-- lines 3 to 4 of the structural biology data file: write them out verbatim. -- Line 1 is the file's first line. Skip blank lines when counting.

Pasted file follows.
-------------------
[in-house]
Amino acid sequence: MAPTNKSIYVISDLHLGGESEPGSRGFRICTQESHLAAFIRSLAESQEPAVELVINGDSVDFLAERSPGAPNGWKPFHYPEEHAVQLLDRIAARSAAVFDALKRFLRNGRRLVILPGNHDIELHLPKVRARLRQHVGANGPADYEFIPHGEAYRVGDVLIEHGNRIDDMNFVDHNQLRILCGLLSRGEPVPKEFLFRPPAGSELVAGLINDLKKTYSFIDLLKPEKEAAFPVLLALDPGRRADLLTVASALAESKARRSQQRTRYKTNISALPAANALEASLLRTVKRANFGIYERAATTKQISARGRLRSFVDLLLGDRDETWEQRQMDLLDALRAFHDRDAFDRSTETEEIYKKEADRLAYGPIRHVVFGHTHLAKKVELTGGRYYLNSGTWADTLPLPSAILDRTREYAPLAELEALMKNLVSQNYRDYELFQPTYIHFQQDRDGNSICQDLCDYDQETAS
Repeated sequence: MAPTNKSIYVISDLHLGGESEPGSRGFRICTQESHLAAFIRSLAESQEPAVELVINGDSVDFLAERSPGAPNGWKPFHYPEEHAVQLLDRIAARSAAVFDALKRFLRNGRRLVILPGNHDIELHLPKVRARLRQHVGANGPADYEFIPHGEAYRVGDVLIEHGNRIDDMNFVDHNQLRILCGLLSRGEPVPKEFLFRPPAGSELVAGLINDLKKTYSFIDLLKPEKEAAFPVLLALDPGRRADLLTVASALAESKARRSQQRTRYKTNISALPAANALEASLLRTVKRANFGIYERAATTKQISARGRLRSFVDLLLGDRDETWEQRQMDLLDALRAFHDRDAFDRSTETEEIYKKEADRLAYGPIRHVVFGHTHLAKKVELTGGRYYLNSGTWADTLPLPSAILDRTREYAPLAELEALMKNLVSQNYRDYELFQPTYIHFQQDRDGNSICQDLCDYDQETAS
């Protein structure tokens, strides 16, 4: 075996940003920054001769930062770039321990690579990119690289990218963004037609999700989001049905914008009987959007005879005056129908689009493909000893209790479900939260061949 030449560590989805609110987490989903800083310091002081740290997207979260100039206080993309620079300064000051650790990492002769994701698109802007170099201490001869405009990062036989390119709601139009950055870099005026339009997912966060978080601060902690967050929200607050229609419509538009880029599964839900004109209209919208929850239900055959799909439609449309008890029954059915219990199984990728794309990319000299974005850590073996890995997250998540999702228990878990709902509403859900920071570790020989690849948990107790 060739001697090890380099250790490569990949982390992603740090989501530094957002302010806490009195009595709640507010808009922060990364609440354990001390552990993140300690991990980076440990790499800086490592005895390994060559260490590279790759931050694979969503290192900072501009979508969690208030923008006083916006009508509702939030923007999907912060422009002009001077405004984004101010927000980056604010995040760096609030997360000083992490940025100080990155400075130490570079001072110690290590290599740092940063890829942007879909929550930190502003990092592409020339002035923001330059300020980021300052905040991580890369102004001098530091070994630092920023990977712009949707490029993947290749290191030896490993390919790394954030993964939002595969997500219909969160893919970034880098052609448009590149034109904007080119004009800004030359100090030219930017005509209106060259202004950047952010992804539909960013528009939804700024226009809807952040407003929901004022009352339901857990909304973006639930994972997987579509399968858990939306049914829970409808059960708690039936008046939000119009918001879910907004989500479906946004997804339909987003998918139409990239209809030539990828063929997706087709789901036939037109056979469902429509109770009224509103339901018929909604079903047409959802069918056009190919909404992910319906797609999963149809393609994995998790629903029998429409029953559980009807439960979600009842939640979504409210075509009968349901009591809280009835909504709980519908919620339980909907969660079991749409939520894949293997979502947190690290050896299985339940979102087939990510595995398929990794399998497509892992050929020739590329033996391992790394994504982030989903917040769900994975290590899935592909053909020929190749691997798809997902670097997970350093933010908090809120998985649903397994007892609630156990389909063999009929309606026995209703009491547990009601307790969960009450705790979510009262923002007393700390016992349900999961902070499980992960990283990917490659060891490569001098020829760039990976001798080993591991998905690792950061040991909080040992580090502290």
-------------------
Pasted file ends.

Repeated sequence: MAPTNKSIYVISDLHLGGESEPGSRGFRICTQESHLAAFIRSLAESQEPAVELVINGDSVDFLAERSPGAPNGWKPFHYPEEHAVQLLDRIAARSAAVFDALKRFLRNGRRLVILPGNHDIELHLPKVRARLRQHVGANGPADYEFIPHGEAYRVGDVLIEHGNRIDDMNFVDHNQLRILCGLLSRGEPVPKEFLFRPPAGSELVAGLINDLKKTYSFIDLLKPEKEAAFPVLLALDPGRRADLLTVASALAESKARRSQQRTRYKTNISALPAANALEASLLRTVKRANFGIYERAATTKQISARGRLRSFVDLLLGDRDETWEQRQMDLLDALRAFHDRDAFDRSTETEEIYKKEADRLAYGPIRHVVFGHTHLAKKVELTGGRYYLNSGTWADTLPLPSAILDRTREYAPLAELEALMKNLVSQNYRDYELFQPTYIHFQQDRDGNSICQDLCDYDQETAS
């Protein structure tokens, strides 16, 4: 075996940003920054001769930062770039321990690579990119690289990218963004037609999700989001049905914008009987959007005879005056129908689009493909000893209790479900939260061949 030449560590989805609110987490989903800083310091002081740290997207979260100039206080993309620079300064000051650790990492002769994701698109802007170099201490001869405009990062036989390119709601139009950055870099005026339009997912966060978080601060902690967050929200607050229609419509538009880029599964839900004109209209919208929850239900055959799909439609449309008890029954059915219990199984990728794309990319000299974005850590073996890995997250998540999702228990878990709902509403859900920071570790020989690849948990107790 060739001697090890380099250790490569990949982390992603740090989501530094957002302010806490009195009595709640507010808009922060990364609440354990001390552990993140300690991990980076440990790499800086490592005895390994060559260490590279790759931050694979969503290192900072501009979508969690208030923008006083916006009508509702939030923007999907912060422009002009001077405004984004101010927000980056604010995040760096609030997360000083992490940025100080990155400075130490570079001072110690290590290599740092940063890829942007879909929550930190502003990092592409020339002035923001330059300020980021300052905040991580890369102004001098530091070994630092920023990977712009949707490029993947290749290191030896490993390919790394954030993964939002595969997500219909969160893919970034880098052609448009590149034109904007080119004009800004030359100090030219930017005509209106060259202004950047952010992804539909960013528009939804700024226009809807952040407003929901004022009352339901857990909304973006639930994972997987579509399968858990939306049914829970409808059960708690039936008046939000119009918001879910907004989500479906946004997804339909987003998918139409990239209809030539990828063929997706087709789901036939037109056979469902429509109770009224509103339901018929909604079903047409959802069918056009190919909404992910319906797609999963149809393609994995998790629903029998429409029953559980009807439960979600009842939640979504409210075509009968349901009591809280009835909504709980519908919620339980909907969660079991749409939520894949293997979502947190690290050896299985339940979102087939990510595995398929990794399998497509892992050929020739590329033996391992790394994504982030989903917040769900994975290590899935592909053909020929190749691997798809997902670097997970350093933010908090809120998985649903397994007892609630156990389909063999009929309606026995209703009491547990009601307790969960009450705790979510009262923002007393700390016992349900999961902070499980992960990283990917490659060891490569001098020829760039990976001798080993591991998905690792950061040991909080040992580090502290």